Choosing Toys for Your Bird
Is it Really Just a Bird Toy?
...or is it a magical device that becomes whatever your bird desires? One thing is very clear, bird toys are more than mere playthings when it comes to your bird. What does a bird toy represent to your bird? How can this help you to make better choices for your bird?
What is your bird's toy personality?
Observation is the key to understanding how to make the best toy selections for your bird. Does your bird have preferences for certain materials, colors, textures or shapes? Keep the following questions in mind while observing your bird interacting with toys and other objects of interest around the house?
Does your bird like to...
- chew, tear, preen, shadow box, snuggle with or disassemble toys?
- play with bells or other noisemakers?
- hang upside down and do aerobatics?
- climb the drapes?
- hold things in his foot or toss objects?
- rip and shred paper?
- forage for treats?
- solve puzzles?
- chew holes in your clothes? untie knots?
- snatch your earrings, eyeglasses and other shiny objects?
- weave materials through cage bars?
- hide behind or snuggle up to toys?
Answers to these questions can point you in the right direction when it comes to finding the perfect toys for your bird.
Other Considerations in Choosing Toys
- Select toys of an appropriate size for your bird. If a toy is too small it will not only be too easily destroyed but small parts could also present a choking hazard. If a toy is too large it could pose a trapping hazard for small bird body parts.
- Select toys from reputable manufacturers who take care to make sure only safe, non-toxic materials are used. No toy is 100% safe but you can minimize potential risks by making smart choices. Check out our Bird Toy Safety article to learn more.
- Know how your bird interacts with his toys and choose toys appropriate to his individual play style. Make sure to supervise your bird whenever you give him a new toy to ensure he plays safely.
- Be prepared to maintain toys as they may become unsafe after parts become chewed or frayed.
- Provide your bird with a minimum of 4-6 toys at all times.
- Choose a variety of toys (see below) and make sure to rotate and reposition them frequently (minimum weekly) to maintain a stimulating environment for your bird.
Types of Bird Toys
There are many bird toys available on the market and the choice is daunting to some bird owners. It is helpful to understand how various categories of toys help to enrich their feathered companion's lives. Birds should be provided with a cross section of toys from all of the following categories to ensure that their physical and mental needs are being addressed. The key categories are:
- Foraging Toys: Foraging toys provide and excellent outlet to require your bird to work for it's food as it would have to do the majority of each day in the wild. Examples of foraging toys are those in which treats can be hidden, skewered and or imbedded. Foraging toys should be placed at a variety of levels throughout the cage to encourage movement and exploration.
- Chewing Toys: Chewing is a major activity in the wild, especially during breeding season when birds are actively burrowing nests into tree trunks. It is imperative that birds be provided with destructible wood toys. Wood and leather toys provide hours of safe chewing fun. Remember, these toys are for your bird so don't become alarmed or upset if over time they destroy them. Chewing is a natural activity for your bird and they should be provided an opportunity to do so. Larger birds should be challenged with harder woods. Balsa, pine or vine based materials are excellent for smaller birds.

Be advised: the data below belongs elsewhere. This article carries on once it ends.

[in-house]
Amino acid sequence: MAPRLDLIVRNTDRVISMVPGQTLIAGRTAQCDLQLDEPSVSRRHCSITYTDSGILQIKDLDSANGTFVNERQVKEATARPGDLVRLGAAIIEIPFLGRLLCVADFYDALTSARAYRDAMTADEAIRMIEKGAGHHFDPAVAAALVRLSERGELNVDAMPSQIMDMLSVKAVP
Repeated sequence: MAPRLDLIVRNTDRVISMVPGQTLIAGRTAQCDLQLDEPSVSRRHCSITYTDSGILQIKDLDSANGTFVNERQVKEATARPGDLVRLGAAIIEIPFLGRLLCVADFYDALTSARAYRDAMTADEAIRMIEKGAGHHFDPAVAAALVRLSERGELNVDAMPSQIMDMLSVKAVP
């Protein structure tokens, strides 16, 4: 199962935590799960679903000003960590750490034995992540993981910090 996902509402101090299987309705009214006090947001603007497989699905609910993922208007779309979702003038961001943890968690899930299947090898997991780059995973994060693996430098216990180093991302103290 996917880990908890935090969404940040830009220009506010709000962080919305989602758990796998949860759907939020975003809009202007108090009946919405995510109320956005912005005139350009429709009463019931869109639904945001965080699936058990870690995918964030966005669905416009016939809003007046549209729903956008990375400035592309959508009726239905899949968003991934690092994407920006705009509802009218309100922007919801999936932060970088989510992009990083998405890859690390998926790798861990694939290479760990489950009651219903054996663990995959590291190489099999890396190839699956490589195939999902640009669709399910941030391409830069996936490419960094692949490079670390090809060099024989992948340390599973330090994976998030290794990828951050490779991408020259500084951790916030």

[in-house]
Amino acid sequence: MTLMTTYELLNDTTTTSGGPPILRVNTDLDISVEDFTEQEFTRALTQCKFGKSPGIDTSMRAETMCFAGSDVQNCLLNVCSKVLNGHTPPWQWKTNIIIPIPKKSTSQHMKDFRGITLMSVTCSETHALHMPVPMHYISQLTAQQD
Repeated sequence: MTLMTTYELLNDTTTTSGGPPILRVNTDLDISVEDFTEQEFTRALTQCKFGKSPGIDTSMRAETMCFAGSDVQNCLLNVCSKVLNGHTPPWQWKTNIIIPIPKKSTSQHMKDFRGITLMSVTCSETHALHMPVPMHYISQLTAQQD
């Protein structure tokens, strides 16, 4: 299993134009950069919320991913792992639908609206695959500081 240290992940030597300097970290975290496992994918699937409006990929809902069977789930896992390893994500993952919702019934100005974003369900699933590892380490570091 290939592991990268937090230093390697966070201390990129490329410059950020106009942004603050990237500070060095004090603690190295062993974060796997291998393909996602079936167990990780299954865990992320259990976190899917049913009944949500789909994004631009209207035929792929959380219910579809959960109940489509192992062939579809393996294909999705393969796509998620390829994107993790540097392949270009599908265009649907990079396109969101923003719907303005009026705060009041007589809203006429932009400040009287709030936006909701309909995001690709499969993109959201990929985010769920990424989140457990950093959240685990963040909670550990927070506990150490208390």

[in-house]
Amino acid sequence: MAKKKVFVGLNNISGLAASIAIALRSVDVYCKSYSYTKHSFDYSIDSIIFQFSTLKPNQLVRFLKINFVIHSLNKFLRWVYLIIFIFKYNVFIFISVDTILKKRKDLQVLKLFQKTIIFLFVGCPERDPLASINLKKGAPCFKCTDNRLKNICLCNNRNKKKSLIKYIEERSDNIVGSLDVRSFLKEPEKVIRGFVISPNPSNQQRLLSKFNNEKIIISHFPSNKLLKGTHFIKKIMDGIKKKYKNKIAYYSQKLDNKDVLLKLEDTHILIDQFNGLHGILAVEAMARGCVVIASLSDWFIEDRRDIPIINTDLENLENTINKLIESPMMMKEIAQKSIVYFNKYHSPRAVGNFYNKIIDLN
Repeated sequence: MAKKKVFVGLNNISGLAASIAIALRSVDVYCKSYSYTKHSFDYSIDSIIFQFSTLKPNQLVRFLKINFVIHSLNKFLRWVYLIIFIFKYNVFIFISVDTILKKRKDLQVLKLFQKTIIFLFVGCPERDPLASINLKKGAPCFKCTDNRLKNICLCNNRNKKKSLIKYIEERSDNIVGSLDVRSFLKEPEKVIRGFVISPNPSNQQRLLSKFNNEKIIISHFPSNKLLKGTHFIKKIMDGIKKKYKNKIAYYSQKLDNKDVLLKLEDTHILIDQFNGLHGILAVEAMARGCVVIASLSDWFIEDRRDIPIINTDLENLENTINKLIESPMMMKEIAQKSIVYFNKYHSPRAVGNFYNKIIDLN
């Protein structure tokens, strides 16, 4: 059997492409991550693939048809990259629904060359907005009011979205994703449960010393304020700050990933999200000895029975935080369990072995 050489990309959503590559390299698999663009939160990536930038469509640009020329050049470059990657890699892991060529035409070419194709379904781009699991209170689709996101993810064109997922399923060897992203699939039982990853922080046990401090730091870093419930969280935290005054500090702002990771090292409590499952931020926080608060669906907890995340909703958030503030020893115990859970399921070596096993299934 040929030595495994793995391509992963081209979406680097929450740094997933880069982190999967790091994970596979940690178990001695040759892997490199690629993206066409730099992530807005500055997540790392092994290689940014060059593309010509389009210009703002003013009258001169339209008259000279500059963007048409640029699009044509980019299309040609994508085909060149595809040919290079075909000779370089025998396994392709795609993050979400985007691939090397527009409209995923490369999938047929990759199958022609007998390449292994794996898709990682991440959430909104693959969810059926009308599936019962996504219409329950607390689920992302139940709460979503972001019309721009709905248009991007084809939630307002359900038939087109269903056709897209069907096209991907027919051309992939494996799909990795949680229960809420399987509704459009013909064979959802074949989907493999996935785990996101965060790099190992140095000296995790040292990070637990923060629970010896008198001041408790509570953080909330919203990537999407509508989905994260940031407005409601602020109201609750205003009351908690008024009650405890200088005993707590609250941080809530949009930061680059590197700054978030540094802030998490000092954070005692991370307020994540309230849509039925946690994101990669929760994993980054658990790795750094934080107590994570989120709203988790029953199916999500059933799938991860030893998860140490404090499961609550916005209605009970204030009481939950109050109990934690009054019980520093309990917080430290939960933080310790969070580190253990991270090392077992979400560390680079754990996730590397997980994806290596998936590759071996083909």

- Exercise Toys: Just like we humans use a lot of different equipment in a fitness club to ensure we get a full body workout, birds need a variety of toys that stimulate the exercise of different parts of their bodies. Swings and Bungees challenge their balancing skills and ladders and ropes promote legwork due to increased climbing activity.
- Comfort Toys: In the wild, birds enjoy physical contact with their mates, often snuggling up to them on branches. Caged birds, especially when they are alone, like to snuggle up to or crawl into something soft and cuddly. This alleviates their stress and provides them with a sense of security. Examples of comfort toys are the Peek-a-boo Perch Tents and Snuggle Rings.
- Preening Toys: Boredom and stress in caged birds can often lead to over-preening or feather pulling. Rope preening toys provide an excellent outlet for birds to satisfy their desire to preen and to discourage feather picking and mutilation.
- Manipulative/Mechanical Toys: Birds are very intelligent and inquisitive creatures. Many are reported to enjoy untying knots, undoing nuts and bolts and deconstructing cages to escape. Providing puzzle solving toys and toys that require manipulation will stimulate these birds mentally.
- Foot Toys: A parrot's foot is very adept at holding and grasping small items. Foot toys are small toys designed to be held easily so your parrot can enjoy manipulating and chewing various components. Providing foot toys promotes good foot dexterity as well as an excellent outlet for fun!
Not only should your bird should own a wide variety of toys but remember it is also important to rotate toys in and out of the cage weekly to stimulate curiosity and prevent boredom.